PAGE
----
Unfortunately, ale made from gruit, while sanitary, had a short shelf life – less than a week. This meant that a household needed to make a batch of it regularly, so brewing was considered a necessary skill for any good housewife to posses. Those who excelled at the task were known as “alewives,” and they sometimes sold the excess as a means of supplementing the family income. They would advertise the availability of fresh brew by hanging a bush {probably from one of the herbs used in brewing} over the front door.

How important was beer in the Medieval world? Important enough to have laws on the books to ensure a quality product. Cities in England would employ ale-tasters, who were responsible for sampling the brews. One law stated: “You shall resort to every brewer’s house in this city on their tunning day {when ale was ready to drink}, and there to taste their ale whether it be good and wholesome for man’s body.”

alewife brewers


The Switch To Hops

Ale made with a gruit base and flavored with herbs and spices served ass the staple drink across Europe for many centuries. So, what happened to make people change their favorite tipple by adding hops?

There’s no one simple answer. We know that German brewers used hops as early as the 12th-century, as indicated in Hildegard of Bingen’s Physica, in which she admits that it “inhibits some spoilage in beverages,” but clearly holds a low opinion of this “hot and dry” herb, which she claims “causes…melancholy to increase.”

People believed that gruit made with herbs stimulated the mind and created a sense of euphoria. Hopped ale {the forerunner of today’s beer} was known to have some sedative and calming properties. {It also contained high levels of plant estrogen – good for aging women but disastrous for aging men’s sex drive.}

But in the end, it was most likely economics that tipped the scales. Hopped beer lasted much longer and could be shipped great distances from large breweries. It wasn’t long before European countries caught on to the financial advantages of beer made with hops.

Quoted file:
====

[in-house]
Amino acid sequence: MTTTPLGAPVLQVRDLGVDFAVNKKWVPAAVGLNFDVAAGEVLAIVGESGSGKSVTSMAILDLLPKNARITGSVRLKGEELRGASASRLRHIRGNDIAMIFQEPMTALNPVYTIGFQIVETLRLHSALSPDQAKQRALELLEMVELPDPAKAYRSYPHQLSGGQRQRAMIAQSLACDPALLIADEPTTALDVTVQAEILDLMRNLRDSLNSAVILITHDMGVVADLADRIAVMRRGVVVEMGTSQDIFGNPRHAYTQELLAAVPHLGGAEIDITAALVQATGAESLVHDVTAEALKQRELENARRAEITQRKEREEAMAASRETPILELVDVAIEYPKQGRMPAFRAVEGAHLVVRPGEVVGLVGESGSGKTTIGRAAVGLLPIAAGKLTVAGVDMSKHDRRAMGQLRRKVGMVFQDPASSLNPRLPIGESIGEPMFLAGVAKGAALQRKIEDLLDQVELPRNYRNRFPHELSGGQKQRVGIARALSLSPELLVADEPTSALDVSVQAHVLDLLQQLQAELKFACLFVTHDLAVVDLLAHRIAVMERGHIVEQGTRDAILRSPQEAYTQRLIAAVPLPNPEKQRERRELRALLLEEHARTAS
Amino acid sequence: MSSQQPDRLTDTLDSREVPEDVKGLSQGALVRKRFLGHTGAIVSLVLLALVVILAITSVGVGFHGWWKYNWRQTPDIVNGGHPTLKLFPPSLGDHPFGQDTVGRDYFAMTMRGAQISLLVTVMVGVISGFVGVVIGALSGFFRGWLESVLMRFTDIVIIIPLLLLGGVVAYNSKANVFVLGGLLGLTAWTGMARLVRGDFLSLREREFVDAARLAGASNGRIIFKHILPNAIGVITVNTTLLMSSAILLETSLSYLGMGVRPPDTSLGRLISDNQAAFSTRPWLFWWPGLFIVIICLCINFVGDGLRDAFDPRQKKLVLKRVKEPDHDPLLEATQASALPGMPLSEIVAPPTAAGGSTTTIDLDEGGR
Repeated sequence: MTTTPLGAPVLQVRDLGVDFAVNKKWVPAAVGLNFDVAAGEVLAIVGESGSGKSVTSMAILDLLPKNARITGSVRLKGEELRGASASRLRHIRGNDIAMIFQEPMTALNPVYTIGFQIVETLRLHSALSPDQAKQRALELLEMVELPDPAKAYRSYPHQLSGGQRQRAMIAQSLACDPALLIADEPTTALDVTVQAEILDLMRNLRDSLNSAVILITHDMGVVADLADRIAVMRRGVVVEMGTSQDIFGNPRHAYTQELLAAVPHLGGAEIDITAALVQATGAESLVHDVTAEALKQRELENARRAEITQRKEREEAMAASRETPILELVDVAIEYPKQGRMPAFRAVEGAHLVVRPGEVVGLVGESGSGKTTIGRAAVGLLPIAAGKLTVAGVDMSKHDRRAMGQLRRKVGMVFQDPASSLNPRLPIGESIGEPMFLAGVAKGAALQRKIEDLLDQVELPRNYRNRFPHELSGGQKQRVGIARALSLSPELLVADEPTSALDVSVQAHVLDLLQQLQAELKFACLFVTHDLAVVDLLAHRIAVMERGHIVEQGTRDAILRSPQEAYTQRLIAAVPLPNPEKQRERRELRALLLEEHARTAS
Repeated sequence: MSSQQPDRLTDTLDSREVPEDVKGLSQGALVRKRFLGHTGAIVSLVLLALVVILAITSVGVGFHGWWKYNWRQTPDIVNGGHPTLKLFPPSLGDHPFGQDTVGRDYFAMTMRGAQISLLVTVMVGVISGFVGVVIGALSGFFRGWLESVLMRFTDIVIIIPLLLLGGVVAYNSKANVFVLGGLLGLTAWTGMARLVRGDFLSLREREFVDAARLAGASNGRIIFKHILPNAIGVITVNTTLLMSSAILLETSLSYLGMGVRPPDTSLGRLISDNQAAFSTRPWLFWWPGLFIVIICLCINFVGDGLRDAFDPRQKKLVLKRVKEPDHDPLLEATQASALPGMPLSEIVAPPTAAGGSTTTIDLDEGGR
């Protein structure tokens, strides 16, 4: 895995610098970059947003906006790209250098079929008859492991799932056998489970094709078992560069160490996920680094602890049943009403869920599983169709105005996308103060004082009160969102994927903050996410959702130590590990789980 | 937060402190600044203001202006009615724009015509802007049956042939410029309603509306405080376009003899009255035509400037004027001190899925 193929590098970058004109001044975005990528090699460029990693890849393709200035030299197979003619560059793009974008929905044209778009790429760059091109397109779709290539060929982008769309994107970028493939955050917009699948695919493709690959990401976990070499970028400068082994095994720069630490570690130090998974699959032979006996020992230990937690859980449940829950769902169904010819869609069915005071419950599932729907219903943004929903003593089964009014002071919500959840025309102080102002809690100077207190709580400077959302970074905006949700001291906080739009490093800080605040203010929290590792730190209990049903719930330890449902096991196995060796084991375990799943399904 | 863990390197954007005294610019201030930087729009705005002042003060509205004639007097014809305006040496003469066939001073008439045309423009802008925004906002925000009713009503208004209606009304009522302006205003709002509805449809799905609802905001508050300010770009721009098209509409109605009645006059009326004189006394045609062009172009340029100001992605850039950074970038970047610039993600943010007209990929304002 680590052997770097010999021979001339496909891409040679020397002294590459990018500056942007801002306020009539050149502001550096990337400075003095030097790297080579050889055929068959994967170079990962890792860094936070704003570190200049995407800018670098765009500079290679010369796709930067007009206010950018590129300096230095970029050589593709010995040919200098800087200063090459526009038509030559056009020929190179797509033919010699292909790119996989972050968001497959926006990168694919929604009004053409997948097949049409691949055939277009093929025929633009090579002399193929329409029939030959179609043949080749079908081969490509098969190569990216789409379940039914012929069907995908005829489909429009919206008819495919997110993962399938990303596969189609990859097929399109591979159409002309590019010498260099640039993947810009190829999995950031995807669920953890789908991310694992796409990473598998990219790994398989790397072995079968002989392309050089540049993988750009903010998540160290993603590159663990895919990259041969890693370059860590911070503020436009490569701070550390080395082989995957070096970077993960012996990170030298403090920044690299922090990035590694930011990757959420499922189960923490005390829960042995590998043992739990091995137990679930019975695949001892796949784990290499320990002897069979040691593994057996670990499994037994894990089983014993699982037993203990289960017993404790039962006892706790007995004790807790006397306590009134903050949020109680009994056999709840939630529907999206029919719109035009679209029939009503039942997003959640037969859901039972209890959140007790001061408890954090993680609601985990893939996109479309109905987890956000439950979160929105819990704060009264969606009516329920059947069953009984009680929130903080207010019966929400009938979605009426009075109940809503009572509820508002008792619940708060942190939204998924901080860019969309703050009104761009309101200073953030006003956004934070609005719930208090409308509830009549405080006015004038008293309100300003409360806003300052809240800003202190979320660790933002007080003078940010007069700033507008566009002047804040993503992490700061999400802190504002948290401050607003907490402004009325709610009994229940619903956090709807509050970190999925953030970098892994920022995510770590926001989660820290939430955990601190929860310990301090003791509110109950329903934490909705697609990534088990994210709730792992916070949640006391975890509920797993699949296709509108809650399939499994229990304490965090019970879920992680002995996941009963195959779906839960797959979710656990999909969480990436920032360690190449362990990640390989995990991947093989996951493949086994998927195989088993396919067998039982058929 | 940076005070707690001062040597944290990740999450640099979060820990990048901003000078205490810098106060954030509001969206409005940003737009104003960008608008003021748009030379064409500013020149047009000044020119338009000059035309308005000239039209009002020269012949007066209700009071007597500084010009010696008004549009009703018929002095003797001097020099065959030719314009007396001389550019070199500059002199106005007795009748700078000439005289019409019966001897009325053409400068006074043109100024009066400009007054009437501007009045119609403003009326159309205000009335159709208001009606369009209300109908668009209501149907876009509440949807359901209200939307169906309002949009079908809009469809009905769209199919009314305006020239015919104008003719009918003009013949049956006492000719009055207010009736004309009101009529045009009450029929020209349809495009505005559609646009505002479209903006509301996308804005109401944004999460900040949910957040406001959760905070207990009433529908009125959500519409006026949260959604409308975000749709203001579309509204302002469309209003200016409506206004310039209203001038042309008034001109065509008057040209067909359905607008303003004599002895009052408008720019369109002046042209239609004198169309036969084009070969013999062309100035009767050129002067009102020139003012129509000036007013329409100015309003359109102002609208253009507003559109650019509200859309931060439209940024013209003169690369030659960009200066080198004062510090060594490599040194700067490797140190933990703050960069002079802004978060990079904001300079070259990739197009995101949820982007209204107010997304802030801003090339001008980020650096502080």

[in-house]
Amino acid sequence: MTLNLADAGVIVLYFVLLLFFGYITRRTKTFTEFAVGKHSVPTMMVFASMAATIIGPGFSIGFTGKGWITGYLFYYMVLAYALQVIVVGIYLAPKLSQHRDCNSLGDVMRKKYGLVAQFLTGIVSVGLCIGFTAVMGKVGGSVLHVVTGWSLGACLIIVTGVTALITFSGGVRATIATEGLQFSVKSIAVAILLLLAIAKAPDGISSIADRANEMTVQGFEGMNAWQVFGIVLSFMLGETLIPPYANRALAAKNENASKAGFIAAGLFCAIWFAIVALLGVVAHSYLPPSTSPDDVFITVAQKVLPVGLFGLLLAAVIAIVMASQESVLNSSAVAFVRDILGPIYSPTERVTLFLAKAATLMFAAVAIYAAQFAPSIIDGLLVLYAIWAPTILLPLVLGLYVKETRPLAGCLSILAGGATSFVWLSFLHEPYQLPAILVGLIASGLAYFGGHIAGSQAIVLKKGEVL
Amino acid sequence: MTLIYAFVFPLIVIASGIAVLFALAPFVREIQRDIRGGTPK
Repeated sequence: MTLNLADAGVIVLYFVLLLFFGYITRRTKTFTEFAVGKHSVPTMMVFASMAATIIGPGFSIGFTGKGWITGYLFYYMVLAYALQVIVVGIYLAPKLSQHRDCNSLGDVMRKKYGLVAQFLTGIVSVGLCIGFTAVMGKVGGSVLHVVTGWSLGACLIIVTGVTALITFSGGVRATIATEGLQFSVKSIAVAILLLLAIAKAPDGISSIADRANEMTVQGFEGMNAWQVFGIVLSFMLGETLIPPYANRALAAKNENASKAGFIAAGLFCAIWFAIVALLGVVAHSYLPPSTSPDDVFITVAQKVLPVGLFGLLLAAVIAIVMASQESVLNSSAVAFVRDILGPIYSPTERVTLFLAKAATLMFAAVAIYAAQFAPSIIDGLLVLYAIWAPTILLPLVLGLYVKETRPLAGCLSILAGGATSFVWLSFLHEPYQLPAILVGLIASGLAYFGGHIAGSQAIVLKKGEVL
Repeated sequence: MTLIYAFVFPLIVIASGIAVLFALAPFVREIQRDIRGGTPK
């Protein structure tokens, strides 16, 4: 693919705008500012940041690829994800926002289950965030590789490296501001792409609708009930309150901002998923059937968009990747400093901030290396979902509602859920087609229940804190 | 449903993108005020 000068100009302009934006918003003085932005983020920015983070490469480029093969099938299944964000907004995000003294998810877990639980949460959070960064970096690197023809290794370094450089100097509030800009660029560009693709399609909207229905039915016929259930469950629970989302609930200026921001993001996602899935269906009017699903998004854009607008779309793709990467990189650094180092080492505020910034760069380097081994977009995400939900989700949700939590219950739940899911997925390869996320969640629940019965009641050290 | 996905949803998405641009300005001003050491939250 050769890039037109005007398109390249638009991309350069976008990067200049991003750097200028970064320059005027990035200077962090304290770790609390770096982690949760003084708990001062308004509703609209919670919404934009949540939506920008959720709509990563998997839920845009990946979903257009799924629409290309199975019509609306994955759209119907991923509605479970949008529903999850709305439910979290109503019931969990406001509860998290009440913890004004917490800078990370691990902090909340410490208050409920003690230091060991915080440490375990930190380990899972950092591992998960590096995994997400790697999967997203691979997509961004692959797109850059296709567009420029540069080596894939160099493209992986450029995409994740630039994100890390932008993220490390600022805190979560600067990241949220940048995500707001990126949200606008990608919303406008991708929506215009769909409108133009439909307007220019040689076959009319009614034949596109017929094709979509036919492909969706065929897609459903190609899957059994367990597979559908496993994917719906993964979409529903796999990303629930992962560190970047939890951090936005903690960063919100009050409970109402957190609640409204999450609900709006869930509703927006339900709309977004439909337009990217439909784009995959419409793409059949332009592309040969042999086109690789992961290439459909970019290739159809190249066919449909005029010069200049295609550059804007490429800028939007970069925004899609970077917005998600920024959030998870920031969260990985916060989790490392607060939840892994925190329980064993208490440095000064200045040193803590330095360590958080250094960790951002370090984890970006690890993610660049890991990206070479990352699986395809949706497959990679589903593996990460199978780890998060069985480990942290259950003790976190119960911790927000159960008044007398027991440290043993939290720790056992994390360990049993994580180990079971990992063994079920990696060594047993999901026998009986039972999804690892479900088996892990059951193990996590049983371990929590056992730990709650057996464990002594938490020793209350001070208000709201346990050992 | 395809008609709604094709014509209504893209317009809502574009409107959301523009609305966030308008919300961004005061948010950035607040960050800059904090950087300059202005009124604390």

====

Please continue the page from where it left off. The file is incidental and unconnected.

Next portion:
The switchover appears to have begun in Germany, where, by the 12th-century, hundreds of monasteries were brewing their own beer to sell. Homemakers did not stop brewing gruit for the household, but monks had more time and resources to create a higher-quality beverage. {As a bonus to magistrates and nobility, this larger scale production could be taxed more easily.}

Slowly but steadily, gruit ale disappeared as beer made with hops became accepted. By the 17th-century, it was all over but the shouting. Small-batch makers such as country folk and beer gourmets still added herbs to their hopped brews and the use of herbs never disappeared completely, as evidence in A Modern Herbal, published in 1931, in which Mrs. Maude Grieve lists no fewer than seven recipes for beer.

Fast-forward to the microbreweries of today, where craft-beer makers and microbreweries are rediscovering and adding flavors such as spruce, chamomile, turmeric, elderberries, citrus, and even wormwood to their IPAs, lagers, stouts, and porters. As we celebrate hops as the International Herb of the Year, let’s not forget the other herbs that continue to provide zing to a mug of well-crafted beer.